The following article was prepared for the use of local libraries by the American Library Association. It was adapted by Nancy Trask to include information about the Winterset Public Library.
Today’s libraries connect (E-)readers but face roadblock
Nook. Kindle. iPad. Winterset Public Library. You’ve heard of all of these, right? You know that all four deliver digital content? No? Well, you’re not alone. According to the Pew Internet Project, most people don’t know that U.S. public libraries provide e-books and other digital resources.
Our library continues to change and offer new services and programs to meet the needs and desires of our communities. According to a 2012 American Library Association study, the number of public libraries offering e-books has doubled in the last five years, with 75 percent now offering the service. At the Winterset Public Library, we began offering e-books in 2008. This was not the beginning — nor will it be the end — of our commitment to reading, knowledge, imagination and lifelong learning for all.
Libraries help readers find authors, and they help authors find readers. We do this by selecting locally relevant materials, by inviting authors to make local presentations about their work, by hosting a monthly Book Discussion Group, and by seeking out collaborations with authors and publishers. Libraries are engaged in growing and supporting the next generations of readers — encouraging children and young adults to read for fun and for success in school and life. The Winterset Library offers three storytimes for preschoolers every week throughout the year in addition to a huge Summer Reading Program that involves all ages. Our Reading to Rover program helps new readers to gain confidence in their ability to read aloud. If you haven’t checked us out recently, now is a great time to stop by, log on, renew your library card or join a program or class.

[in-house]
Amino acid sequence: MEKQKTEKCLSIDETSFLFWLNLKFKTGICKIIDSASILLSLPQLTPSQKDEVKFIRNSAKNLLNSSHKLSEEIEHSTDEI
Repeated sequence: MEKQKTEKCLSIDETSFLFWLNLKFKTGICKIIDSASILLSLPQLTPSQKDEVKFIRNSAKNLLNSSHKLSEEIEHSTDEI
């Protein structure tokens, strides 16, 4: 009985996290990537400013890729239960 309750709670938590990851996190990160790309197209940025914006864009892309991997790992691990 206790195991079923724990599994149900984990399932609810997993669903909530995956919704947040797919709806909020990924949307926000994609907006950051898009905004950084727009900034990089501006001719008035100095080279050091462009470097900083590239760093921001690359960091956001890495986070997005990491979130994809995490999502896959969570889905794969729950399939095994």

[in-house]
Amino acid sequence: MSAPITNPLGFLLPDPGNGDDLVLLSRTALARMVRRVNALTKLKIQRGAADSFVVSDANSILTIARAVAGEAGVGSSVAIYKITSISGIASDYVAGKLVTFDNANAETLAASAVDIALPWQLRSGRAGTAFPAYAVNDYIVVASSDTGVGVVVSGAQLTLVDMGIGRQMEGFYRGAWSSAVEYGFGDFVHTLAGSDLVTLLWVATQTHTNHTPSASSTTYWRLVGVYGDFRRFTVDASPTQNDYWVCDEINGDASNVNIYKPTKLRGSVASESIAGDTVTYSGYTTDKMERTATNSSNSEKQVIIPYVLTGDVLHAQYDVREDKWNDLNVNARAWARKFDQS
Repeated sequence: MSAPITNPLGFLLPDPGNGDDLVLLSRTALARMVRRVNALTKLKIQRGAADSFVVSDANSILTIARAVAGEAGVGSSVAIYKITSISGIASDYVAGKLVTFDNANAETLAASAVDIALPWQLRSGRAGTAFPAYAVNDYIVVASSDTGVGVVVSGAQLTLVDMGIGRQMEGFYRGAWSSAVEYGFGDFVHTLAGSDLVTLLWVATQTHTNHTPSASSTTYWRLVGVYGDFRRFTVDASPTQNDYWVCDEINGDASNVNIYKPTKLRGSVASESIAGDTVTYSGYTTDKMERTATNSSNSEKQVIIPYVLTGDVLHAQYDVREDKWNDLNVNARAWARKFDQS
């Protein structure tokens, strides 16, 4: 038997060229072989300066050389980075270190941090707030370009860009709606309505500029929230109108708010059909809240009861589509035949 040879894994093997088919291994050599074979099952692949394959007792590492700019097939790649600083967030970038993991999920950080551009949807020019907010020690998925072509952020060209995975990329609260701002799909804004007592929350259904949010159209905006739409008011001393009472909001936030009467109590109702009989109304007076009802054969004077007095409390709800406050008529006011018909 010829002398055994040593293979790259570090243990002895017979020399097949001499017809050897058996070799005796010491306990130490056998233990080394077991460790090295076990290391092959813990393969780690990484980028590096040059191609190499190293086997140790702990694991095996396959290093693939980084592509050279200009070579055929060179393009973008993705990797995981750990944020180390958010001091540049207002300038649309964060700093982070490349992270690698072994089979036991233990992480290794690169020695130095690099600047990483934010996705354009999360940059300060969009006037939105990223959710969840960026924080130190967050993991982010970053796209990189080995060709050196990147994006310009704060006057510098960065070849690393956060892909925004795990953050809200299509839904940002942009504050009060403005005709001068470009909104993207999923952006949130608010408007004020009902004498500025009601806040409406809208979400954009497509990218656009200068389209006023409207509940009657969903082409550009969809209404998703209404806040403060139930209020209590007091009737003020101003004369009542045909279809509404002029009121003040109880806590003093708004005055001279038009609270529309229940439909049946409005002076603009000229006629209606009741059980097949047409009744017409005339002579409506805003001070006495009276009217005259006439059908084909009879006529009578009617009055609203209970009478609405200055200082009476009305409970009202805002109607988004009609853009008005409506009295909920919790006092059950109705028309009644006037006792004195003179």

But libraries face a roadblock. For the first time ever, libraries are unable to purchase many e-book materials, because six of the largest trade publishers refuse to sell e-books to public libraries.
Visits to the Winterset Library — both in person and online — have grown to 100,000 per year. We have worked hard to complement our public education system and to ensure access to information for every last person.
Please join with the Winterset Library in a future of liberating literature for all. Let us stand together with readers, thinkers, writers, dreamers and inventors. Books and knowledge — in all their forms – are essential. Access to them must not be denied.Winterset Public Library
123 North Second St.
462-1731 • Hours:
Mon. – Thur.: 10 a.m. – 8 p.m.
Fri. – Sat.: 10 a.m. – 5 p.m.